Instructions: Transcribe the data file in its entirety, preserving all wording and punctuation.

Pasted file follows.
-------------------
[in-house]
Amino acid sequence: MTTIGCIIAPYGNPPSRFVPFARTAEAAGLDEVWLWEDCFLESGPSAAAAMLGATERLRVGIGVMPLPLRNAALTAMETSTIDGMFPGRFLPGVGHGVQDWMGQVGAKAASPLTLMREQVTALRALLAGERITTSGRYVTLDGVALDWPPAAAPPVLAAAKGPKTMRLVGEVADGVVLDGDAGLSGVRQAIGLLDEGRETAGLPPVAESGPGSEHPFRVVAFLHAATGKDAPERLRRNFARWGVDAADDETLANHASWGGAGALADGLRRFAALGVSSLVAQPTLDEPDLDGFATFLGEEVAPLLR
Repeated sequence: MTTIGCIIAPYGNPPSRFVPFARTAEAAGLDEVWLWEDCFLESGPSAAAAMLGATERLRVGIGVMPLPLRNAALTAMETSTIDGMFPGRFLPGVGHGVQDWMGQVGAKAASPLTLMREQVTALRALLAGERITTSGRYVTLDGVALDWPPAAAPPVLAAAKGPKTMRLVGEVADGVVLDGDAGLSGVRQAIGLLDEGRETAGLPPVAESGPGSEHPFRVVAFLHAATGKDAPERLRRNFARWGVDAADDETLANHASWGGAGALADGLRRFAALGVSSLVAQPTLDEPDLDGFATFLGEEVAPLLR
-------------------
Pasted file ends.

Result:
[in-house]
Amino acid sequence: MTTIGCIIAPYGNPPSRFVPFARTAEAAGLDEVWLWEDCFLESGPSAAAAMLGATERLRVGIGVMPLPLRNAALTAMETSTIDGMFPGRFLPGVGHGVQDWMGQVGAKAASPLTLMREQVTALRALLAGERITTSGRYVTLDGVALDWPPAAAPPVLAAAKGPKTMRLVGEVADGVVLDGDAGLSGVRQAIGLLDEGRETAGLPPVAESGPGSEHPFRVVAFLHAATGKDAPERLRRNFARWGVDAADDETLANHASWGGAGALADGLRRFAALGVSSLVAQPTLDEPDLDGFATFLGEEVAPLLR
Repeated sequence: MTTIGCIIAPYGNPPSRFVPFARTAEAAGLDEVWLWEDCFLESGPSAAAAMLGATERLRVGIGVMPLPLRNAALTAMETSTIDGMFPGRFLPGVGHGVQDWMGQVGAKAASPLTLMREQVTALRALLAGERITTSGRYVTLDGVALDWPPAAAPPVLAAAKGPKTMRLVGEVADGVVLDGDAGLSGVRQAIGLLDEGRETAGLPPVAESGPGSEHPFRVVAFLHAATGKDAPERLRRNFARWGVDAADDETLANHASWGGAGALADGLRRFAALGVSSLVAQPTLDEPDLDGFATFLGEEVAPLLR